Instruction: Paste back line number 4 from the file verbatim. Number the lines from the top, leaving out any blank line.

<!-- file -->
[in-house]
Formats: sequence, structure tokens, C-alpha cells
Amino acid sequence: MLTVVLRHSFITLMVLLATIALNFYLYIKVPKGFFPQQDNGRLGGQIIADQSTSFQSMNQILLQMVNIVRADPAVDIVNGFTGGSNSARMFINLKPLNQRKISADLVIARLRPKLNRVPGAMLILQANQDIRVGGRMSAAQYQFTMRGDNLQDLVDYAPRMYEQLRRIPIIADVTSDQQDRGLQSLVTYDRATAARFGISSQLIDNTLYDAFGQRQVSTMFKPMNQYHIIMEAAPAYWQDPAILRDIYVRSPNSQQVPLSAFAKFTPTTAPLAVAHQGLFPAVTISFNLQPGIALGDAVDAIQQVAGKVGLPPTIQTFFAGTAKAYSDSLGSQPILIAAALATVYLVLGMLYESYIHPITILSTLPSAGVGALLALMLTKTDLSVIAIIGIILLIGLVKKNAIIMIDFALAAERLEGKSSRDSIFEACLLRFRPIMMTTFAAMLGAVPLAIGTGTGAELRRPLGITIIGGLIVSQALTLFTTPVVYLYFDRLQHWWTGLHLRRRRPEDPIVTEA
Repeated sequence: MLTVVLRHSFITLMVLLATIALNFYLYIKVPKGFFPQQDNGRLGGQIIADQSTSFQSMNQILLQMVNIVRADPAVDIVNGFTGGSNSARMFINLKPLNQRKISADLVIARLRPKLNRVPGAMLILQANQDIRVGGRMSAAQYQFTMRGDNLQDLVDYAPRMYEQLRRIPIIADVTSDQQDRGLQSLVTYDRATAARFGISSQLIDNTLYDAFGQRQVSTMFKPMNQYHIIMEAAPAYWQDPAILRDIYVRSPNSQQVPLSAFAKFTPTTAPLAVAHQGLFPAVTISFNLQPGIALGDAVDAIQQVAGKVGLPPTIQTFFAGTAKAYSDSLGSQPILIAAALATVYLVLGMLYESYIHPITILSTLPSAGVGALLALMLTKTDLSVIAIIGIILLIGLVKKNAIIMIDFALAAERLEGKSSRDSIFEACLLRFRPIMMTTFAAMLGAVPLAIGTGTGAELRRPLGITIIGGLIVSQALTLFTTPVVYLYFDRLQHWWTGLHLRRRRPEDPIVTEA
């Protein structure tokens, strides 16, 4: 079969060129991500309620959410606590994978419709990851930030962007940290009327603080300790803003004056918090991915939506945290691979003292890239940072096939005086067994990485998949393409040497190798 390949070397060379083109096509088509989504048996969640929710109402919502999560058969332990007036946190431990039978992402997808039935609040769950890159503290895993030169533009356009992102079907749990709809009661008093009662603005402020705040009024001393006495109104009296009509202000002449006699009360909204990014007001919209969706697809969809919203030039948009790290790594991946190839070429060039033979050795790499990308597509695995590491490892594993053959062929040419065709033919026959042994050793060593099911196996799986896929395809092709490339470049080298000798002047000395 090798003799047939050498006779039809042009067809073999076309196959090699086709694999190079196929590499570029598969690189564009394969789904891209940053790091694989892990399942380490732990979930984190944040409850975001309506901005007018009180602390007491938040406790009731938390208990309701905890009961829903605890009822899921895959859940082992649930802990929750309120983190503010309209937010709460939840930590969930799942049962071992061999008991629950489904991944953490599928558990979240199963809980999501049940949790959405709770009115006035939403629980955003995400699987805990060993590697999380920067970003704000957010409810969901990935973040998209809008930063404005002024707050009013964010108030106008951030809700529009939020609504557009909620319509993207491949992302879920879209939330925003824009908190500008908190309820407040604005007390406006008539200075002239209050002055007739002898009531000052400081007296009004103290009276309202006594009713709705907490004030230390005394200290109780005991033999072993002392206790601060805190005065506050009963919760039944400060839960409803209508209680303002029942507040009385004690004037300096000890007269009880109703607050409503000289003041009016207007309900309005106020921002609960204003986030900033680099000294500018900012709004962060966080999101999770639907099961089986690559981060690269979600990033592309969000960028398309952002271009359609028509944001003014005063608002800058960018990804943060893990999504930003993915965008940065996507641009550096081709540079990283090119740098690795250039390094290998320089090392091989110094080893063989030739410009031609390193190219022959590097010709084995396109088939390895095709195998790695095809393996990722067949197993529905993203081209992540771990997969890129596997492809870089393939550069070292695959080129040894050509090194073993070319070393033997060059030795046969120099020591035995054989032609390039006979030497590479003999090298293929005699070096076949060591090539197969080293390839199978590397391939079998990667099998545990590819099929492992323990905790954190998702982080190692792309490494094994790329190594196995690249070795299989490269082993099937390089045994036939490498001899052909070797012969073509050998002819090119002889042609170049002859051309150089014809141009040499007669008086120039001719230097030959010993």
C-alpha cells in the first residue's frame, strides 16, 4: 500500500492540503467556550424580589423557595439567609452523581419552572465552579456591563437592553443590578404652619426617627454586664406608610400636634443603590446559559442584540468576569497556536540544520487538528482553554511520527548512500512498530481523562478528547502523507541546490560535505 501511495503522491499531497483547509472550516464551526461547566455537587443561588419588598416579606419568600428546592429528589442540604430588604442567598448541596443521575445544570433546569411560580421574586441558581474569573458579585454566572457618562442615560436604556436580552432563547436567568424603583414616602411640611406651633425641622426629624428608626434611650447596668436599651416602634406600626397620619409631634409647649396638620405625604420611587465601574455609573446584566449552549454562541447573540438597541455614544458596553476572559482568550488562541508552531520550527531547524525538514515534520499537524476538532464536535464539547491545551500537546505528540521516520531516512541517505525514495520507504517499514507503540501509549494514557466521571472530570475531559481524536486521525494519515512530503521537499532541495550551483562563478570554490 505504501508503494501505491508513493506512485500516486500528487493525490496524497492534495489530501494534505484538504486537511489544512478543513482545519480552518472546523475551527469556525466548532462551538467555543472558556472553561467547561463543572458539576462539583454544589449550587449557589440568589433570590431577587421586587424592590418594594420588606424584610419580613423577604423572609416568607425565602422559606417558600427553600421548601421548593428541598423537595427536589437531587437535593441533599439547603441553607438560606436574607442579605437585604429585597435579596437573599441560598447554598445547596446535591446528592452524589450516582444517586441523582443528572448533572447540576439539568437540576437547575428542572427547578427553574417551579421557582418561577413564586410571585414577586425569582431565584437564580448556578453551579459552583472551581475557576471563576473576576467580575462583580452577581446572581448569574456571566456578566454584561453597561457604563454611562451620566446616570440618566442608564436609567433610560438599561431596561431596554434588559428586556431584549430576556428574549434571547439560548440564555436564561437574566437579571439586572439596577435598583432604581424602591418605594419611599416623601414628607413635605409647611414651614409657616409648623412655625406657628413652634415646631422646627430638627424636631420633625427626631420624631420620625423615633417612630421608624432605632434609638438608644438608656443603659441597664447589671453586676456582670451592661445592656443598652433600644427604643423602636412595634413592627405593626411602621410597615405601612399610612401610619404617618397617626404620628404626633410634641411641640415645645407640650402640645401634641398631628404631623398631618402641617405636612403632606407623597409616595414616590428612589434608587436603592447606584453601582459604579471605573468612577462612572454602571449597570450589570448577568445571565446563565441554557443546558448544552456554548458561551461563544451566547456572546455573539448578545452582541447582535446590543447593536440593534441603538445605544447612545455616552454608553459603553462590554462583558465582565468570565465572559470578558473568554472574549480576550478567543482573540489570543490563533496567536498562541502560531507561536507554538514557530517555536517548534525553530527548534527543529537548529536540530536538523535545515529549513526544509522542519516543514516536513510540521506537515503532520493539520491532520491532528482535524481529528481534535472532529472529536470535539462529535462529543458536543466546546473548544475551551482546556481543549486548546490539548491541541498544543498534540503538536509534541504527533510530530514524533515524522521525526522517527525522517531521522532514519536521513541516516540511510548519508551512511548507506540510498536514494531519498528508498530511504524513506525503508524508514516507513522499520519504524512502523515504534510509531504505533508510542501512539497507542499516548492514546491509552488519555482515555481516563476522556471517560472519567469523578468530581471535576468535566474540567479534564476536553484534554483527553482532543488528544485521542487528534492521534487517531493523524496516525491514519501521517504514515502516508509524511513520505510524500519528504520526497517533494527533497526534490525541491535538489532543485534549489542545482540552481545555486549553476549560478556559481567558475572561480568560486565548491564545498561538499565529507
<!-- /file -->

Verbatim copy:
Repeated sequence: MLTVVLRHSFITLMVLLATIALNFYLYIKVPKGFFPQQDNGRLGGQIIADQSTSFQSMNQILLQMVNIVRADPAVDIVNGFTGGSNSARMFINLKPLNQRKISADLVIARLRPKLNRVPGAMLILQANQDIRVGGRMSAAQYQFTMRGDNLQDLVDYAPRMYEQLRRIPIIADVTSDQQDRGLQSLVTYDRATAARFGISSQLIDNTLYDAFGQRQVSTMFKPMNQYHIIMEAAPAYWQDPAILRDIYVRSPNSQQVPLSAFAKFTPTTAPLAVAHQGLFPAVTISFNLQPGIALGDAVDAIQQVAGKVGLPPTIQTFFAGTAKAYSDSLGSQPILIAAALATVYLVLGMLYESYIHPITILSTLPSAGVGALLALMLTKTDLSVIAIIGIILLIGLVKKNAIIMIDFALAAERLEGKSSRDSIFEACLLRFRPIMMTTFAAMLGAVPLAIGTGTGAELRRPLGITIIGGLIVSQALTLFTTPVVYLYFDRLQHWWTGLHLRRRRPEDPIVTEA